Mothers-in-Law who have impacted my life

Comedians over the years make fun of mothers-in-law but it is always the men complaining about their mother-in-law.  Many women are passive aggressive and are not confrontational, but when they get home with the husbands the complaining starts.  I guess it is a sort of rivalry like two women fighting over one man.  And with the mothers having problems with daughters-in-law, maybe it has something to do with mothers thinking this “other woman” was taking their little boy away from his mama.

Dad's mother, my Italian grandmother (Nona) started off on the wrong foot when she told my Mom shortly after they married, “You know, you can always have another wife, but you can only have one mother.” Mom told me about this when I was very young. It left a lasting impression on her and me too I guess because I always remembered it and realized that my wonderful Mom, who didn’t have a mean bone in her body, did what she had to do to maybe get some "revenge."

When Nono died, Nona had an apartment built in the back of the basement for her to live in and we moved in upstairs in the house my Nono had built when he came over from Italy in the mid 1920s in the Crocker Amazon District of SF.  Living in two separate residences worked for us, Nona downstairs, and my family upstairs. I used to learn some Italian from her when I visited and helped her whenever I could. Our other Yugoslavian grandmother (Baba) lived about six blocks away in the Excelsior District of SF, all within walking distance.

Italians live to grow a garden of edibles and SF had the climate for it.  We had all the herbs like parsley, sage, rosemary, basil, bay leaf, and thyme as well as veggies like carrots, zucchini, tomatoes, potatoes, onions, lettuce, dandelion, radicchio, and swiss chard. There were two cherry trees and a fig tree as well as a flower garden with morning glory, poppies, geranium, azalea, and hydrangea. 

With a garden like that, you had to water it every day. Unfortunately, Nona decided to water the garden in the evening when Mom and I tried to wash dinner dishes upstairs in our kitchen.  This was a tug of war and Mom seemed to be winning.  When we washed dishes, Nona had a drip coming out of the garden hose, hardly enough to fill a shot glass.  We had all the water we needed to wash the dishes. I feel ashamed of myself when I think about this, but Mom and I were a team and I always stuck up for my mother, no matter what.  I used to hide behind a window in one of the bedrooms facing the backyard to watch Nona’s reaction and Mom watched her from the window above the sink but thought she was apparently invisible to Nona in the backyard down below.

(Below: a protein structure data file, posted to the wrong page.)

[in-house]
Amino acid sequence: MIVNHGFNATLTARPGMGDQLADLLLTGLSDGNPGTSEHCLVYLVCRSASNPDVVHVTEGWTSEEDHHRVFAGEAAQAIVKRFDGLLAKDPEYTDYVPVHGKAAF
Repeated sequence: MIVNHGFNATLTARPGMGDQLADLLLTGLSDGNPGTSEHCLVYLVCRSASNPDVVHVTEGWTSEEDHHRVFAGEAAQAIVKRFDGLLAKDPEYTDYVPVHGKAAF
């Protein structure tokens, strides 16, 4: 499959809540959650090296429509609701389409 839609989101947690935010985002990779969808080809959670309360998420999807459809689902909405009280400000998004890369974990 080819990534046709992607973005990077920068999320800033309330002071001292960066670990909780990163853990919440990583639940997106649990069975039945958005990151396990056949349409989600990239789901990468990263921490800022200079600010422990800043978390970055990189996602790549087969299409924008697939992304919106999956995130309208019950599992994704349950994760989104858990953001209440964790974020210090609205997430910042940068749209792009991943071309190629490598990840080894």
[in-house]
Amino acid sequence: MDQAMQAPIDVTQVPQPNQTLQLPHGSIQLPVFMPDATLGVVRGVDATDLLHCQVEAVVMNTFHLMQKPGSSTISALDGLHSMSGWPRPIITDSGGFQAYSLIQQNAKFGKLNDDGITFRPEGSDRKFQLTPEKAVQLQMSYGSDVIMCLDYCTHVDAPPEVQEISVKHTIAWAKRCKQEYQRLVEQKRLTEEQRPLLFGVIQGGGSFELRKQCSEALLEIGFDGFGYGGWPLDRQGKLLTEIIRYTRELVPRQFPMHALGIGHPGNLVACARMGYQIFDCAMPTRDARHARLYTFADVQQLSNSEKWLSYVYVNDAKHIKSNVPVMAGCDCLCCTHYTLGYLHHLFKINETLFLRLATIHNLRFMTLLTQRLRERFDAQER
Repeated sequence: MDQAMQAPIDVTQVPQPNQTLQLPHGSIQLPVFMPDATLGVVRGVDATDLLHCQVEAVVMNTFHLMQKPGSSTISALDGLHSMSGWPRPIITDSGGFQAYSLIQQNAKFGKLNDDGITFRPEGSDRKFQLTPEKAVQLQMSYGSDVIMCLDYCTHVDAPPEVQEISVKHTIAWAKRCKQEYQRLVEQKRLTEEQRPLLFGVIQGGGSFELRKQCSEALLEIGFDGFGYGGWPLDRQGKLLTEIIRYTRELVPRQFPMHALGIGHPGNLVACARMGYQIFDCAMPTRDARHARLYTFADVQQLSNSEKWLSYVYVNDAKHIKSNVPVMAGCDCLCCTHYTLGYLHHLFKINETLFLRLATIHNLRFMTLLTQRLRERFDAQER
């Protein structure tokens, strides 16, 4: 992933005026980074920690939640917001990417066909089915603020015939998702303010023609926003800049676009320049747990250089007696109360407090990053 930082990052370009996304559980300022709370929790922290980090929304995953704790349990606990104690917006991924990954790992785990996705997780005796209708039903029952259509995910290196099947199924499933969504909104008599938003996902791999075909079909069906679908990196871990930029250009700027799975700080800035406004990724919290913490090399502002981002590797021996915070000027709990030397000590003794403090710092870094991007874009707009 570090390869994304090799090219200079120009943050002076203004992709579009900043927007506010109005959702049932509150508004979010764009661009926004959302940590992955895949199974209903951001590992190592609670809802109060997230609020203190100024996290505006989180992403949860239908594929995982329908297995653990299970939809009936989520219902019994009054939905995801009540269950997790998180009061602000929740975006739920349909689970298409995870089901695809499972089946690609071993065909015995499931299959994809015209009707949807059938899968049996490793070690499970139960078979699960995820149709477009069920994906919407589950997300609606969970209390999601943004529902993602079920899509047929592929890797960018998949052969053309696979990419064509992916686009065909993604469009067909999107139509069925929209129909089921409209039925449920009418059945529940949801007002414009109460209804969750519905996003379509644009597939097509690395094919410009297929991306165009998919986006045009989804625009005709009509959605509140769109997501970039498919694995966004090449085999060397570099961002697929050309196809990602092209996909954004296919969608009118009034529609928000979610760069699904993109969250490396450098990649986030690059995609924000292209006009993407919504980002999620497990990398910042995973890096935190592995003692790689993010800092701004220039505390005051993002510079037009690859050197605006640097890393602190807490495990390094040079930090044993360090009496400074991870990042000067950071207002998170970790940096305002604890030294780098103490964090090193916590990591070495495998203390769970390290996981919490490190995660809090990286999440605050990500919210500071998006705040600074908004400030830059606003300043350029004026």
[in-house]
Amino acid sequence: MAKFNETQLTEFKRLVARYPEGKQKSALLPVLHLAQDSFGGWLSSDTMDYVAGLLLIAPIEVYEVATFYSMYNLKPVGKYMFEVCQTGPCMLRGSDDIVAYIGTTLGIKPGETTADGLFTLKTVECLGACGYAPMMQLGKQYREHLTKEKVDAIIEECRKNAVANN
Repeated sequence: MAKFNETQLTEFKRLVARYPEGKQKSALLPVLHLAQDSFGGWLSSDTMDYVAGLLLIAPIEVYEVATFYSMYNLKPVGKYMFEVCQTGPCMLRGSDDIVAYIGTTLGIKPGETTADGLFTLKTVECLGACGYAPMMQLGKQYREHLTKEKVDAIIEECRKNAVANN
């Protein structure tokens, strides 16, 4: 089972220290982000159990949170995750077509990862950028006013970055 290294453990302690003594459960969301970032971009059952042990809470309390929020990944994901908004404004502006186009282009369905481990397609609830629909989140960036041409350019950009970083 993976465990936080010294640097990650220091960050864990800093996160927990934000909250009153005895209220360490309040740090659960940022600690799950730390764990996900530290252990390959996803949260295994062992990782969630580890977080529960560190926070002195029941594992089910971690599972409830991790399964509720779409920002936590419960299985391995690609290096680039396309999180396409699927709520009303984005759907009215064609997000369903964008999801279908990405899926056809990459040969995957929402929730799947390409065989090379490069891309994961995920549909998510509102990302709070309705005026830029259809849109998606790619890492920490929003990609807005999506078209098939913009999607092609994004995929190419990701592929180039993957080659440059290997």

Italians use their hands a lot and Nona was animated.  As a kid, I thought it was funny. She did some arm movements that I didn’t know the meaning of then, but I sure do know now, and it wasn't pretty.  They were like swearing with your arms and hands.  She was visibly angry when she looked up at the kitchen window.  That was about as mean as my mom got and I am sure it satisfied her. This became known in my mind as my mother’s "revenge" for that snarky remark her mother-in-law made to her back in the day.

My first mother-in-law, Ruth, was the wife of the man who ended up being my boss in the first municipal government job I had.  I was hired to work as the first Planning Department secretary for a Bay Area city. After a few months, the Planning Director took a job in southern California and the man that was later to be my father-in-law, Jack, took over that department as well as his own which was the Building Department.  I knew his wife from her visits to City Hall.  Jack invited his son to City Hall to meet me, being the little matchmaker he was.  Their son was eleven years older and twice divorced, and after visiting City Hall to meet me, he made it a regular thing just before closing time.  Although Jack would warn him all the time to not mess up my life, Jack wanted me to be part of his family. Jack knew my fiancé was in the Marines, but he orchestrated this move anyway and it worked, obviously, because we met the end of October and that following June we married.

Prior to us getting married, Ruth said to me, “You don’t plan to have kids do you?”  My ex already had two children from two different women. But of course I did, why else would I want to get married at 19? All I ever wanted was to have kids and be a stay-at-home mom to take care of them, like my mother did.  I just told her that I did want children and that was the end of that discussion and she never mentioned it again.  My firstborn came into this world that following April.